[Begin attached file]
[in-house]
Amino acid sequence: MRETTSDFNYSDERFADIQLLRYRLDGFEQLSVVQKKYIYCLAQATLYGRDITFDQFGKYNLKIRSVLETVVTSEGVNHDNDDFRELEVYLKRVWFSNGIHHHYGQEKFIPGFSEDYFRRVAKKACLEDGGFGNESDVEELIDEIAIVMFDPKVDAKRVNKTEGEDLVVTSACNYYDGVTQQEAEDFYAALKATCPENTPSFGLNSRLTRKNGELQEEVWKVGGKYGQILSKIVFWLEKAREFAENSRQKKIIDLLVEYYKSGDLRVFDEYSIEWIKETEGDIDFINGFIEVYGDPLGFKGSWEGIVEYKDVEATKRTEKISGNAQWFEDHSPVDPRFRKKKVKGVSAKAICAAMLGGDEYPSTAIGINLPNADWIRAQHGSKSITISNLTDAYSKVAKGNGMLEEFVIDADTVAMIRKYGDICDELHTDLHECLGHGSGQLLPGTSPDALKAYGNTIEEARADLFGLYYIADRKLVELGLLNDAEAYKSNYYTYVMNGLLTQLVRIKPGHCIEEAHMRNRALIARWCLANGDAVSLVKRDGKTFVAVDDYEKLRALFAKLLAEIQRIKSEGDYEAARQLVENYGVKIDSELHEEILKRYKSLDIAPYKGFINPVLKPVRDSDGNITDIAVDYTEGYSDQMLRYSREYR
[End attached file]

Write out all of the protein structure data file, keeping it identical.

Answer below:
[in-house]
Amino acid sequence: MRETTSDFNYSDERFADIQLLRYRLDGFEQLSVVQKKYIYCLAQATLYGRDITFDQFGKYNLKIRSVLETVVTSEGVNHDNDDFRELEVYLKRVWFSNGIHHHYGQEKFIPGFSEDYFRRVAKKACLEDGGFGNESDVEELIDEIAIVMFDPKVDAKRVNKTEGEDLVVTSACNYYDGVTQQEAEDFYAALKATCPENTPSFGLNSRLTRKNGELQEEVWKVGGKYGQILSKIVFWLEKAREFAENSRQKKIIDLLVEYYKSGDLRVFDEYSIEWIKETEGDIDFINGFIEVYGDPLGFKGSWEGIVEYKDVEATKRTEKISGNAQWFEDHSPVDPRFRKKKVKGVSAKAICAAMLGGDEYPSTAIGINLPNADWIRAQHGSKSITISNLTDAYSKVAKGNGMLEEFVIDADTVAMIRKYGDICDELHTDLHECLGHGSGQLLPGTSPDALKAYGNTIEEARADLFGLYYIADRKLVELGLLNDAEAYKSNYYTYVMNGLLTQLVRIKPGHCIEEAHMRNRALIARWCLANGDAVSLVKRDGKTFVAVDDYEKLRALFAKLLAEIQRIKSEGDYEAARQLVENYGVKIDSELHEEILKRYKSLDIAPYKGFINPVLKPVRDSDGNITDIAVDYTEGYSDQMLRYSREYR